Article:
The Metéora which means “suspended in the air” or “in the heavens above”, is one of the largest and most important complexes of Eastern Orthodox monasteries in Greece (which began when an ascetic group of hermit monks moved up to the ancient pinnacles as early as the 9th century). Access to the monasteries (only six remain, four of which are inhabited by men, and two by women; each monastery has fewer than 10 inhabitants) was originally and deliberately difficult, requiring either long ladders lashed together or large nets used to haul up both goods and people. Going up required quite a leap of faith! The ropes were only replaced, so the story goes, “when the Lord let them break” but eventually steps were cut into the rock. Today we’ll visit the Monasteries starting with the Meteora Monastery, then the Grand Meteoron Monastery (Transfiguration of Christ) which is built upon the highest rock and considered one of the most beautiful Byzantine monasteries. After spending the day “in the heavens above”, we’ll continue on to Delphi to celebrate mass and enjoy dinner and an overnight stay in our hotel.
Day 6: Wednesday: Delphi & Athens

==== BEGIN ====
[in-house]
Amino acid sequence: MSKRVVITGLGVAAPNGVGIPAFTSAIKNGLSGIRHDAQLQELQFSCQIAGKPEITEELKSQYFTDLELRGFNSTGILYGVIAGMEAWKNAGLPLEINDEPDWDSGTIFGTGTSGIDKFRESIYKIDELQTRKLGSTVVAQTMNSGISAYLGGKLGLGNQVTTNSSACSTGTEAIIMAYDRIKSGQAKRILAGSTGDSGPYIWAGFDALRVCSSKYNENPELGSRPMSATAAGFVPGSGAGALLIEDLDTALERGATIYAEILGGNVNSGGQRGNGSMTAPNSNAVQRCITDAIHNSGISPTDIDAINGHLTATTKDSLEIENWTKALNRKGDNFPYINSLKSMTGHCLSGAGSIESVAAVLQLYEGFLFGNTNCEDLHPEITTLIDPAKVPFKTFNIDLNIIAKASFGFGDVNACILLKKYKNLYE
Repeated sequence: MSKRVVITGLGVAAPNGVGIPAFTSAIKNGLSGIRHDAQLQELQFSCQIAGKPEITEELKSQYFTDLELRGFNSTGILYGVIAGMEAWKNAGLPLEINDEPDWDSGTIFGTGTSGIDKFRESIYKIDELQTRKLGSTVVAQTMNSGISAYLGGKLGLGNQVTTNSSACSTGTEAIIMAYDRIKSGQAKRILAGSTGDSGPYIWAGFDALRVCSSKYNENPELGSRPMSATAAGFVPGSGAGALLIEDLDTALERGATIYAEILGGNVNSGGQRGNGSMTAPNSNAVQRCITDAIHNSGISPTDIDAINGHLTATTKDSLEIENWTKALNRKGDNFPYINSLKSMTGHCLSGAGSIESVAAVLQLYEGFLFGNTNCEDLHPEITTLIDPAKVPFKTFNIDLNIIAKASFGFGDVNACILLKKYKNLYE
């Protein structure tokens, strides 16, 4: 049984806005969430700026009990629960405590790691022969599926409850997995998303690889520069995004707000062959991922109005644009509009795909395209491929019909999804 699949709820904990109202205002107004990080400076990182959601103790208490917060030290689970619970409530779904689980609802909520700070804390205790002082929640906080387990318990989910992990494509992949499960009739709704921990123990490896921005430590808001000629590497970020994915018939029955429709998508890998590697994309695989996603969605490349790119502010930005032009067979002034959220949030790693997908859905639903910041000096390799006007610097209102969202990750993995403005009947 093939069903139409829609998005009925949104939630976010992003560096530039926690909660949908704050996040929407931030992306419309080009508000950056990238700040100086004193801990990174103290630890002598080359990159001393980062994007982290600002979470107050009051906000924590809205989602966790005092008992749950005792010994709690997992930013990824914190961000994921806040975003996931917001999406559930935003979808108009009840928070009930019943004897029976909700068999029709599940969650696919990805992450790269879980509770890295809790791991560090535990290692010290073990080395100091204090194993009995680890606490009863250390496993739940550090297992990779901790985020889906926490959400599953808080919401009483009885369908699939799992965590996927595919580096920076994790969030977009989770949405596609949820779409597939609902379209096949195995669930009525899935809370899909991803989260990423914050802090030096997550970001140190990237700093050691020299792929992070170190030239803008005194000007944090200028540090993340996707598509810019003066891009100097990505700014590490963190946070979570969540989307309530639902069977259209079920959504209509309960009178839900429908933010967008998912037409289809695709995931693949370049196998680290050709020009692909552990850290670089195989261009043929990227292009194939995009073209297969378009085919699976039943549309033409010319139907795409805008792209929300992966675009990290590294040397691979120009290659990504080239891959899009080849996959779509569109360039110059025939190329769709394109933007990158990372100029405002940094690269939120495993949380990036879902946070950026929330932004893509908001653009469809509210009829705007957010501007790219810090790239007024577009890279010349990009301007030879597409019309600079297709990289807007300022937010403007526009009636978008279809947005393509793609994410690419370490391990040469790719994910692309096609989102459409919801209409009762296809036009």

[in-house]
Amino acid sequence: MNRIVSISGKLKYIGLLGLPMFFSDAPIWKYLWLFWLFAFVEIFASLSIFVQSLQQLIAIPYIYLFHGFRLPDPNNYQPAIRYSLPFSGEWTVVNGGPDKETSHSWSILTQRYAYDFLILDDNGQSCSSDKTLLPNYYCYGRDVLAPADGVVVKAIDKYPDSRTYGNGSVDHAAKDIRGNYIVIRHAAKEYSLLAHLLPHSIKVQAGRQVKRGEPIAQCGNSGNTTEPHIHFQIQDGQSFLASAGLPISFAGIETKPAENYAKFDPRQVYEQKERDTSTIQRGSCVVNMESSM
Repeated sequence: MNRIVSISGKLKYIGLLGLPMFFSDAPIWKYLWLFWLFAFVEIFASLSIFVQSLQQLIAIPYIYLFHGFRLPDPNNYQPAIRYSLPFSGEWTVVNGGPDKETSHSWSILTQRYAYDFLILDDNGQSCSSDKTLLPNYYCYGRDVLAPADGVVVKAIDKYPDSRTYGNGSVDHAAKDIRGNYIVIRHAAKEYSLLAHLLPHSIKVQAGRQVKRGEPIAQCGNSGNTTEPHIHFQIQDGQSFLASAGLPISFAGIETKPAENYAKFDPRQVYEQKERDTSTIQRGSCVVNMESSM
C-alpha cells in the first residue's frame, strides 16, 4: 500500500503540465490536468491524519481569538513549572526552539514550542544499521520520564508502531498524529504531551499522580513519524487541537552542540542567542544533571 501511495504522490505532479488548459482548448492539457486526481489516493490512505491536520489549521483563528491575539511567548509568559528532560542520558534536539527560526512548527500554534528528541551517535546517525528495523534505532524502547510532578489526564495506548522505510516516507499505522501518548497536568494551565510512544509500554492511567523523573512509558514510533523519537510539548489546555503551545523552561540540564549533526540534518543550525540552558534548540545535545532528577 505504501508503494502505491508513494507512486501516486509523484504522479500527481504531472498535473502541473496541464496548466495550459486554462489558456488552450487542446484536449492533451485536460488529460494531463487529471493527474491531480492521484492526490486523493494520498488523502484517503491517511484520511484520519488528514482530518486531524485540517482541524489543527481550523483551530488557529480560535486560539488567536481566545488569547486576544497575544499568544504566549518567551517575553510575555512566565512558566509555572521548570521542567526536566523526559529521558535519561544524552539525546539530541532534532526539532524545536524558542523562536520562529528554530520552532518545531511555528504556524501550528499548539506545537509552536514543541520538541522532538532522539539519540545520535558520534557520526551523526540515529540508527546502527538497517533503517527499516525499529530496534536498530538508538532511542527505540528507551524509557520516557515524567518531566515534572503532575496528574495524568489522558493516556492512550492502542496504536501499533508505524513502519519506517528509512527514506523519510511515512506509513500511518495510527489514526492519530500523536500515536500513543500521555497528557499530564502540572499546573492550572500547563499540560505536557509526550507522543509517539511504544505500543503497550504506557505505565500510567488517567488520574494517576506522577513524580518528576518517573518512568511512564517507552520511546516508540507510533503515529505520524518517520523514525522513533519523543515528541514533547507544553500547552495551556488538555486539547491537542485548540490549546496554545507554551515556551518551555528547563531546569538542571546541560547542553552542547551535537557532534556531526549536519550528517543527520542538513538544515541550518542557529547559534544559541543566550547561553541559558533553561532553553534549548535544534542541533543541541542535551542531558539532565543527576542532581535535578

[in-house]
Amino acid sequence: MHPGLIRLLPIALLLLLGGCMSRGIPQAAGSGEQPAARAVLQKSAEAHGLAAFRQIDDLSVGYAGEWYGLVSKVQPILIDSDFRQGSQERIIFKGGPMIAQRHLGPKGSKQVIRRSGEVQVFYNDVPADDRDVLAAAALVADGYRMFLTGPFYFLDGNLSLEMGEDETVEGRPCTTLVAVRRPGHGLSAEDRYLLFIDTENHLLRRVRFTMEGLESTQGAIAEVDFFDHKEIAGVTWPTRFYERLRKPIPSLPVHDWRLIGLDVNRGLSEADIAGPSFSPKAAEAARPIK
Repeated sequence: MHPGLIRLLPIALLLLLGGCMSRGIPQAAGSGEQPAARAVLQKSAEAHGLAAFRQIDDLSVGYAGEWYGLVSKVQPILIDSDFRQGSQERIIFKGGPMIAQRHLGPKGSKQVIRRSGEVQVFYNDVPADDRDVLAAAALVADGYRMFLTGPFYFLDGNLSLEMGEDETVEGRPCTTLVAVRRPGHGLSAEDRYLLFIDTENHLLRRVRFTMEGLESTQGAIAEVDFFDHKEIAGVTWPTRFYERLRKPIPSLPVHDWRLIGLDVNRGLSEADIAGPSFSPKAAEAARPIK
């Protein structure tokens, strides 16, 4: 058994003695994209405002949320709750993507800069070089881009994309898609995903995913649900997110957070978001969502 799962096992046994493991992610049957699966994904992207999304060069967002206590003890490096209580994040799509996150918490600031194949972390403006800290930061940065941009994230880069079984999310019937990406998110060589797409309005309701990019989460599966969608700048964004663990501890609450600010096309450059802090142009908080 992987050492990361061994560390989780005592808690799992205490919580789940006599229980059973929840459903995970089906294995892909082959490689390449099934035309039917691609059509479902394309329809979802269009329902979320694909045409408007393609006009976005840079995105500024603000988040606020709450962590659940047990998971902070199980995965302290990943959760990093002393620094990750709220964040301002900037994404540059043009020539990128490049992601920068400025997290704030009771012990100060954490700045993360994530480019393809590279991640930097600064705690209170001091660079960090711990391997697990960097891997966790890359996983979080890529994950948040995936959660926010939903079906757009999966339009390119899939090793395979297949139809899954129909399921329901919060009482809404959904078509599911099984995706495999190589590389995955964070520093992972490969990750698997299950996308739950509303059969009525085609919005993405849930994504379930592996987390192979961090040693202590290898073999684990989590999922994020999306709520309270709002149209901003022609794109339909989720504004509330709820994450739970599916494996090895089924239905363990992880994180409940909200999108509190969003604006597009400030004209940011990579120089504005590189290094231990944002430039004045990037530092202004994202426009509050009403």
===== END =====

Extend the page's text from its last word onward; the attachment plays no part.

Croesus, king of Lydia, beginning in 560 B.C., tested the oracles of the world to discover which gave the most accurate prophecies. He sent out emissaries to seven sites who were all to ask the oracles on the same day what the king was doing at that very moment. Croesus proclaimed the oracle at Delphi to be the most accurate, who correctly reported that the king was making a lamb-and-tortoise stew, and so he graced her with a magnitude of precious gifts. He then consulted Delphi before attacking Persia, and according to Herodotus was advised, “If you cross the river, a great empire will be destroyed.” Believing the response favorable, Croesus attacked, but it was his own empire that ultimately was destroyed by the Persians.